Bull riding to host live event with fans in South Dakota, likely first in country to do so

·2 min read

As sports leagues gradually return across the globe amid the COVID-19 pandemic, nearly all have done so without fans in attendance.

Now, a league in the United States is preparing to bring fans back in the coming months — which will mark the first true test for sports in the country.

Professional Bull Riders announced on Sunday that it will host the championship rounds of the PBR Monster Energy Team Challenge during a three-day event with fans in July in South Dakota, almost certainly making it the first sports league in the country to do so.

[ Coronavirus: How the sports world is responding to the pandemic ]

PBR will host the event from July 10-12 at the Sanford Denny Premier Center in Sioux Falls, South Dakota. The venue can hold up to 12,000 fans, however organizers will only sell about 4,200 tickets. They will also provide face coverings for all fans, space seats 4 to 6 feet apart and control the flow of people entering and exiting the arena, among other safety measures.

“South Dakota is working to get back to normal, and that includes the return of sports at the proper time,” South Dakota Gov. Kristi Noem said in a statement. “South Dakotans have been smart and innovative in responding to this crisis, and the plan for the Denny Sanford Premier Center shows that we can reopen arenas in safe and innovative ways. We commend ASM Global and PBR for their careful planning and will continue to work with them to ensure the safety of their fans.”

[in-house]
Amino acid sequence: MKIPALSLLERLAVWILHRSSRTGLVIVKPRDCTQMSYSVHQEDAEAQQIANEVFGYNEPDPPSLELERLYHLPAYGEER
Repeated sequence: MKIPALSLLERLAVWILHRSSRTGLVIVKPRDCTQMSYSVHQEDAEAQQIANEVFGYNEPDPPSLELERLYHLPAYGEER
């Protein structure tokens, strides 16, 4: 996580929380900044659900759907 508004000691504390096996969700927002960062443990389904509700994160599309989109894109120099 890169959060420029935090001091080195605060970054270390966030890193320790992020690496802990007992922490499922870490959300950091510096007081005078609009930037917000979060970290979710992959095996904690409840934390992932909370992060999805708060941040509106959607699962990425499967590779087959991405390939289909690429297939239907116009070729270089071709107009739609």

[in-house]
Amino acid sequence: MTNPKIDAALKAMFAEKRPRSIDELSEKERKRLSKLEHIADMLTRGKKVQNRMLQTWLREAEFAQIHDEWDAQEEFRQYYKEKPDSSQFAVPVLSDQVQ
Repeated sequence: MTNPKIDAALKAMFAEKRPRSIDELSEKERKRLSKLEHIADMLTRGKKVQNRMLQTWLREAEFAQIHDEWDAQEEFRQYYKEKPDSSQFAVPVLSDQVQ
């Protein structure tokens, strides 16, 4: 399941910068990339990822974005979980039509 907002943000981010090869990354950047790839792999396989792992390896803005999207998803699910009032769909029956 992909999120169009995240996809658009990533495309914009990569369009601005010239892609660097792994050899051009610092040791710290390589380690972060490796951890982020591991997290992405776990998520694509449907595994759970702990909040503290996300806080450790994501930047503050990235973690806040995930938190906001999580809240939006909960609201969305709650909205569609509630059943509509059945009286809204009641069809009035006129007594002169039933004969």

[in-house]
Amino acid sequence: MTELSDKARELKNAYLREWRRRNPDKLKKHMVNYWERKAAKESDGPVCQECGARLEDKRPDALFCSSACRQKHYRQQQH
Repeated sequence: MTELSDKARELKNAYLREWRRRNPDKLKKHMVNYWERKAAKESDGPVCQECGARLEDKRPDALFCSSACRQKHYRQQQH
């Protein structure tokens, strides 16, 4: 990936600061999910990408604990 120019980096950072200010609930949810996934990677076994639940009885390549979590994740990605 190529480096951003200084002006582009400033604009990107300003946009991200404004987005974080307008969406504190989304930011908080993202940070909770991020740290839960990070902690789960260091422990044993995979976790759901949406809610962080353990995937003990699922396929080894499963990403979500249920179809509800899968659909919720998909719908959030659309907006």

The first rounds of the team competition will take place in Las Vegas starting on June 5, and will be closed to the public.

There were more than 1.5 million confirmed cases of the coronavirus in the United States as of Monday afternoon, according to The New York Times, and more than 90,000 deaths attributed to it. South Dakota had more than 4,000 confirmed cases, though the majority of them were in the Sioux Falls area.

Should the event in South Dakota go well, it could provide a blueprint for other leagues to follow when hosting events with fans — whenever that may be — amid the coronavirus pandemic.

Several other leagues have resumed play, or announced plans to do so, without fans in attendance in recent weeks. Both the WWE and UFC have started holding events in Florida with only essential personnel present in the arenas, and the PGA Tour is planning to resume its season next month without fans present for at least the first four events. Germany’s Bundesliga resumed play last weekend without fans, too.

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